The Web is a good source for information about local issues, events and controversies. But when using Web sources be very selective and critically evaluate the source and the organization sponsoring it.
Strategies for Focusing Your Web Searches
To increase the degree of credibility and reliability of the sources you may find in an open Web search, one strategy is to limit your searches to particular producers of information on the Web by specifying the Domain type in your search.
For example, let's say you want to study and write about the issue of homeless veterans in Arizona and you want to find out what local governments (and maybe the federal government also) are doing to address the issue. You can enter the following Google search:
homeless veterans Arizona site:.gov
The ONLY Web sites and sources you will retrieve from the search above will be from governmental offices and organizations. State and local government offices and organizations can give you a wealth of information about how they are addressing and managing issues and problems at the local level.
To take the example further, this is the first entry in our search:
This is from the statewide Arizona Department of Veterans' Services and contains information about Arizona's efforts to address homelessness among veterans in Arizona. You can further refine your searches to specific locations within your state also, for example searching for "homeless veterans Maricopa County site:.gov."
Two other useful Domains or Sites to search on the Web are .org and .edu.
site:.org will return sites from organizations, which are often very good source of information on all kinds of issues. When using information from an organization make sure you identify:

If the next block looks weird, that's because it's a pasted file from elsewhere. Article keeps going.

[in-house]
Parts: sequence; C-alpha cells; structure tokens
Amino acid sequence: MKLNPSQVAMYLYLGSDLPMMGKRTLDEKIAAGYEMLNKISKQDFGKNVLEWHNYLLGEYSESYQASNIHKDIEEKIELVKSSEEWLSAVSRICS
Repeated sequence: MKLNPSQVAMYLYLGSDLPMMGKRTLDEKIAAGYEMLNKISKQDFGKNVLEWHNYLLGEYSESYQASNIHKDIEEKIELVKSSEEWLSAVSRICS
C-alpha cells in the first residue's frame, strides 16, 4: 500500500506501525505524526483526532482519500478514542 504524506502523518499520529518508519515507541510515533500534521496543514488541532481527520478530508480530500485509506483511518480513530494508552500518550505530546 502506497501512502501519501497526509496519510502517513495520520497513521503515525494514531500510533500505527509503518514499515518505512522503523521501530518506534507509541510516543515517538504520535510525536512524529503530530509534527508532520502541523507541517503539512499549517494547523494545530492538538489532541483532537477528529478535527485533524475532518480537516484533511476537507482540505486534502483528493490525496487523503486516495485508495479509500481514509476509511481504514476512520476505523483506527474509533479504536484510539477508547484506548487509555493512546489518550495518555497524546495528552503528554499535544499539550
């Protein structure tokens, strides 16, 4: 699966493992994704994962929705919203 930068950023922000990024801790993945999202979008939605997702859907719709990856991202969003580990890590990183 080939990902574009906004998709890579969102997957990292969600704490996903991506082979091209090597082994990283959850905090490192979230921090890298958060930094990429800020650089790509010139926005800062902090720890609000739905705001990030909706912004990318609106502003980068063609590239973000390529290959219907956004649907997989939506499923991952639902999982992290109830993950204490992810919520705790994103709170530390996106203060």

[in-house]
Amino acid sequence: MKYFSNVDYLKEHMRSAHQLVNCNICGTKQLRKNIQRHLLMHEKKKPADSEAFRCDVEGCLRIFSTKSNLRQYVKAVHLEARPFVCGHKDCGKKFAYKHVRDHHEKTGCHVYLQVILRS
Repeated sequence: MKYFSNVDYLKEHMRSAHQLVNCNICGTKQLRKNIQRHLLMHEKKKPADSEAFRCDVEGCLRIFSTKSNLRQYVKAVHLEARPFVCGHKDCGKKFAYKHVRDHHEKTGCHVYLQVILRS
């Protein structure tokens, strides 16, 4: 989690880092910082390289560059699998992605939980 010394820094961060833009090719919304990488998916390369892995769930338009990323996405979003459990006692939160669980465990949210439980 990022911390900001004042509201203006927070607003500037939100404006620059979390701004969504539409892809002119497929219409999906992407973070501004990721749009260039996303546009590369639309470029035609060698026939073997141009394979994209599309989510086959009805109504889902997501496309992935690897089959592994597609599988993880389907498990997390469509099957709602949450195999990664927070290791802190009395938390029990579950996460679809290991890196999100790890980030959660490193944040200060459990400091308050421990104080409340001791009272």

- The purpose of the organization (and a clear statement of the purpose);
- The sponsors of the organization, for example a political party or trade group;
- Who the officers of the organization are;
- The sources of information they use in their reports and statements;
- The tone and rhetoric the organization uses.
In your research report be prepared to tell your readers about the organization's political slant, or political or social purpose! It is important to YOUR credibility as a thoughtful and impartial researcher. For example, if citing and using a report from the American Civil Liberties Union (an obvious example for students in the U.S.), say something like, "According to a study conducted by the American Civil Liberties Union, a leading liberal organization devoted to civil rights, ..."
site:.edu will return sites from educational institutions, mostly from colleges and universities but also from any educational level. Information from educational sites are generally reliable but not always, so make sure, for example, that you are not using another student's ENG 102 essay as a source in your research.